"The history of the Cold War has been the history of the world since 1954."
So begins The Cold War: A History, a wide-ranging narrative by award-winning political commentator Martin Walker, which was one of the first major studies of its kind.
Now that it's over, it's crucial to our future to understand how the Cold War has shaped us and, especially, to recognize it as the economic and political dynamic that determined the structure of today's global economy.
From the origins of the Marshall Plan, which revived Europe after World War II, and the strategic decision to rebuild a defeated Japan into a bulwark against China, to the collapse of the Berlin Wall, this authoritative work reveals how the West was built into an economic alliance that overpowered the Soviet economy while also unleashing global economic forces that today challenge the traditional nation-state.
The Cold War was more of a global conflict than was either of this century's two major wars; far more than a confrontation between states or even empires, it was, as Martin Walker puts it, "a total war between economic and social systems, an industrial test to destruction."
Walker reminds us how easy it is to forget that there were many occasions in the late 1940s in which victory seemed far from assured, and that this uncertainty lent a particular urgency to the efforts of postwar Western leaders. The West continued to be alarmed by the prospect of defeat right up to the Soviet empire's last breath. At the end of the 1940s the fear was generated by communist expansion into Eastern Europe and China; in the 1960s by the prospect of defeat in Vietnam. In the 1970s the failure of détente and the West's economic crisis brought a new generation of dedicated anti-Communists to prominence. For more than forty years, as this detailed analysis makes clear, the outcome of the Cold War was in doubt.
We also come to understand how the arms race caused new alignments and shifts in domestic power. As the United States became the national security state, California, which had a population of five million at the start of the Cold War, grew to thirty million and, by the 1980s provided one in every ten members of Congress and two presidents.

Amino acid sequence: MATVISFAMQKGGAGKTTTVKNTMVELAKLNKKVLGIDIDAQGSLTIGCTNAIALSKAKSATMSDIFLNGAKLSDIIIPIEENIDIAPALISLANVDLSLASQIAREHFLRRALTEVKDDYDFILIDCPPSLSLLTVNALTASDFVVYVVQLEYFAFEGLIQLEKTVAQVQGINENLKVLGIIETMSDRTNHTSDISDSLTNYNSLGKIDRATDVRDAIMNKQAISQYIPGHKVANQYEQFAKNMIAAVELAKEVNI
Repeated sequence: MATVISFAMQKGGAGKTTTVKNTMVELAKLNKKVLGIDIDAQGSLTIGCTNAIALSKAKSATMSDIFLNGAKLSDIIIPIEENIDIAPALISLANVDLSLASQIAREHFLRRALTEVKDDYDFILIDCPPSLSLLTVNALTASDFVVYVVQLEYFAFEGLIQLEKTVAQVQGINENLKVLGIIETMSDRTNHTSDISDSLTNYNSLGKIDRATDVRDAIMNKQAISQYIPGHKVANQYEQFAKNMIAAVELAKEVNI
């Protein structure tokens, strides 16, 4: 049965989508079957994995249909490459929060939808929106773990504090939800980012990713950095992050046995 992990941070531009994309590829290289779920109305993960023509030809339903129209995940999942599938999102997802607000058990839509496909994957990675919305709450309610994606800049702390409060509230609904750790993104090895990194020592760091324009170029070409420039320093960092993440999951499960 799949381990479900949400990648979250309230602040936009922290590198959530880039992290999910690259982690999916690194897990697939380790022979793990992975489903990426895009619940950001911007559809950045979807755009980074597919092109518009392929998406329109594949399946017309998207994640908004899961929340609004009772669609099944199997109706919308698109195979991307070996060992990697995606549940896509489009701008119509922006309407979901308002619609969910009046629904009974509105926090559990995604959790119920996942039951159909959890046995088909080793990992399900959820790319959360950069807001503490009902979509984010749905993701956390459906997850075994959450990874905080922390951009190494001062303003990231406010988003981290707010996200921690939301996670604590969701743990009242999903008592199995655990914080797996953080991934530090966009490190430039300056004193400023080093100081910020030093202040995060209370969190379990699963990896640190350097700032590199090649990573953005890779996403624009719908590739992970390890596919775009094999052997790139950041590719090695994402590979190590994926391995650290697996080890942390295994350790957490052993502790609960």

Using newly opened Kremlin archives and his own experiences in the field, Martin Walker has written a brilliant analysis of the conflict that has shaped the contemporary world.
About the Author
Martin Walker, author of The Cold War: A History and the Bruno, Chief of Police mystery series, is the U.S. bureau chief for The Guardian (London), a regular commentator for CNN, and a columnist for newspapers in the United States, Europe, and Moscow. A published novelist and poet, he lives in Washington, D.C. with his wife, the novelist Julia Watson, and their two daughters.
“This intelligent and highly readable history should become a basic text in the new field of Cold War studies. ” —American Heritage (Editor's Choice)
“With lively prose and well-chosen anecdotes, Walker deftly traverses a half-century of fascinating material. Enormously successful as a one-volume narrative.” —The New York Times Book Review
“This marvelously readable and intellectually engaging survey sees not only the trees and the forest, but the entire landscape as well.... The first major study for the general reader of the Cold War as history.” —Ronald Steel
“A compact, provocative, and elegantly wrought history of the formative political event of our era by a world-class journalist-scholar.” —Michael Beschloss